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Butcher's Crossing - What We Know So Far

Fans of both survival movies and Westerns that attempt to explore the harsh reality behind the mythology of the "American West" received some excellent news this year, when it was announced that Gabe Polsky ("Red Army") would be directing and co-writing a big screen adaptation of author John Williams' 1967 frontier novel, "Butcher's Crossing" (via Variety). Since Williams' novel is far from your typical glimpse into late nineteenth century North America (think more Cormac McCarthy, and less Sergio Leone) the film promises to be a brutalist blend of an oft-glorified but extremely ugly chapter in U.S. history, and man's capacity to survive against the awesome power of nature and isolation. 

"Butcher's Crossing" reunites Polsky with his "Red Army" co-executive producer, Liam Satre-Meloy, who'll write the screenplay alongside the director. Deadline reports that "Polsky and Phiphen Pictures' Molly Conners will produce alongside Will Clarke and Andy Mayson for Altitude Film Entertainment and Cage's Saturn Films." So, now that the behind-the-scenes ducks are all in a row, when can we expect to see this anticipated adaptation? 

What is the release date of Butcher's Crossing?

Variety announced recently that Saban Films ("Under the Stadium Lights") has officially acquired the movie, in a deal that will cover distribution rights in "North America, Australia, New Zealand, South Africa, France, Germany, Austria, Switzerland and Scandinavia" (Altitude will handle UK and Irish distribution). Although an official release date has yet to be announced, "Butcher's Crossing" is slated to begin shooting in the U.S. this upcoming October (via Deadline). 

Considering the narrative's 19th-century North American frontier setting — and the fact that buffalo will need to be involved — it's likely the film will require some serious on-location shooting. The title of Williams' groundbreaking novel refers to an ominously named town (Butcher's Crossing) in Kansas, and squeezing all those wide-open spaces into a studio in southern California seems highly unlikely. Hollywood's latest sneaky semi-Western epic, "Pig," began shooting in the fall of 2019, and was released in the summer of 2021. If its timeline is any sort of litmus test, fans could potentially expect to see "Butcher's Crossing" as early as next winter, though an early-to-mid 2023 release seems a stronger possibility. 

Who is in the cast of Butcher's Crossing?

Speaking of "Pig," fresh off the success of director Michael Sarnoski's rumored Oscar contender, Nicolas Cage has landed yet another intriguingly off-beat role with "Butcher's Crossing." The timing makes sense. On starring in "Pig," Cage told Vanity Fair that he saw the film as an opportunity to remind both himself and "the folks in the critical universe" that smaller, quieter dramas are "another one of (his) paintbrushes." The reminder must have worked, because director Gabe Polsky calls Cage "one of the most dynamic and interesting performers," noting that "to have him take on this brilliant role will be exciting" (via Variety). 

Cage will play experienced buffalo hunter, Miller. 

As of this writing, Cage is the only actor to be officially named on the project, and yet, this 2017 BUILD series interview with Thomas Haden Church ("Sideways," "Wings") suggests the actor and director may still be attached to the film. In the interview, Church talks at-length about Williams' novel, and its poignant de-romanticization of late eighteen hundreds America.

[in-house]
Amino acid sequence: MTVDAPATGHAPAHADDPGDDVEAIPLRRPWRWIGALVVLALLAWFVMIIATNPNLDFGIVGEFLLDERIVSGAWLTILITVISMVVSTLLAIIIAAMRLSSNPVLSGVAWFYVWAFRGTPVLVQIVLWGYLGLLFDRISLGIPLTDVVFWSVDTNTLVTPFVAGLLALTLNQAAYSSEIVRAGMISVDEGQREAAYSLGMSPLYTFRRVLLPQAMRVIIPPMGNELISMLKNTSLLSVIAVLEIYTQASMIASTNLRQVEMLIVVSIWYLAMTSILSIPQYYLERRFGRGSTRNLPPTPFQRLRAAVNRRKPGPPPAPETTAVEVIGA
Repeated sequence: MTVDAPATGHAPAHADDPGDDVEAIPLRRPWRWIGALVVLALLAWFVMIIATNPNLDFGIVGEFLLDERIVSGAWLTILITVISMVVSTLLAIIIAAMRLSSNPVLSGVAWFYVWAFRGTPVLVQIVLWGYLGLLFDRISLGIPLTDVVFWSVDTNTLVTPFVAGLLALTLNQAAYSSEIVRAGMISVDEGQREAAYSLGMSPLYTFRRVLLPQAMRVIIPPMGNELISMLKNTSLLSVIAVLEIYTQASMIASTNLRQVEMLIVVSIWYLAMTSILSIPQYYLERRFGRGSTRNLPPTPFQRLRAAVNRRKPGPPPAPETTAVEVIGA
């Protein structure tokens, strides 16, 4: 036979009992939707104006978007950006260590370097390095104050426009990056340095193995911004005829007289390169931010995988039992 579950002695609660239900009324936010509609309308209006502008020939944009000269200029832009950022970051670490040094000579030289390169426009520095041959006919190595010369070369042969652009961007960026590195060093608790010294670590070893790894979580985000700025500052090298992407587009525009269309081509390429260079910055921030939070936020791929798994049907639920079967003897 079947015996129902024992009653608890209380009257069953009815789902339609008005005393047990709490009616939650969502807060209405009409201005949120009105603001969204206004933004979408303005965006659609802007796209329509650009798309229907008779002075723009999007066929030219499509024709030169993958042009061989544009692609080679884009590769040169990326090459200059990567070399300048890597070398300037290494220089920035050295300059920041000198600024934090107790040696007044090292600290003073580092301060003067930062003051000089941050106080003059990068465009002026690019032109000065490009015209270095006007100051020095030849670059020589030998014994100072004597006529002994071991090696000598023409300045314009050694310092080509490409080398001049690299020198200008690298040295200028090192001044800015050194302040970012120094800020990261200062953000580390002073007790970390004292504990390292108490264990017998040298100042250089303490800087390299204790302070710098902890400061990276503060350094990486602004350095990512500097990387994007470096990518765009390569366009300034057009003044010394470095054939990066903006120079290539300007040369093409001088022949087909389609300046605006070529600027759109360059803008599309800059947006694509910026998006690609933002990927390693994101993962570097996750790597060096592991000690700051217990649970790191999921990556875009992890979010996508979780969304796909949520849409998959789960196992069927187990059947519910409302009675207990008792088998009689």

Currently, no outlet has released any official statements naming Church as a part of the "Butcher's Crossing" cast, but he'd certainly have no problem slipping into the role of the novel's gritty frontiersman Charley Hoge, or even that of the trader and financier J.D. McDonald. 

What is the plot of Butcher's Crossing?

While it's too soon to definitively say if Gabe Polsky's adaptation of Williams' novel will be completely faithful to its source, the current "Butcher's Crossing" synopsis suggests that's the case. Variety reports that the new movie is "set in the 1870s, and finds Cage's character taking on a young Harvard dropout, who is seeking his destiny in the Colorado wilderness. Together, they embark on a harrowing journey risking life and sanity." 

Per Goodreads, "Butcher's Crossing" follows a young, East Coast academic named William Andrews, who, "fired up by Emerson to seek 'an original relation to nature,' drops out of Harvard and heads west." After finding himself in the small town of Butcher's Crossing, Will meets a veteran frontiersman who convinces him to go on a hunt for buffalo in the previously untapped territory of Colorado. At first, the men find themselves caught up feverishly in the so-called thrill of kill, but as winter sets in — and with it, a brutal reality that tests the men's wills — the world around them grows increasingly dark. After being snowed-in for the entirety of winter, the desperate group emerges the following spring "half-insane with cabin fever, cold, and hunger,"  before eventually making their way back to Butcher's Crossing, where they "find a world as irremediably changed as they have been."

On the surface, "Butcher's Crossing" sounds like a blend of Western adventure and a good old fashioned man vs. nature survival story. Thematically, however, Williams' novel seeks to pit starry-eyed Transcendentalism against a harsh Realism, culminating in a battle that the experienced Cage has proven himself more than capable of slowly teasing out.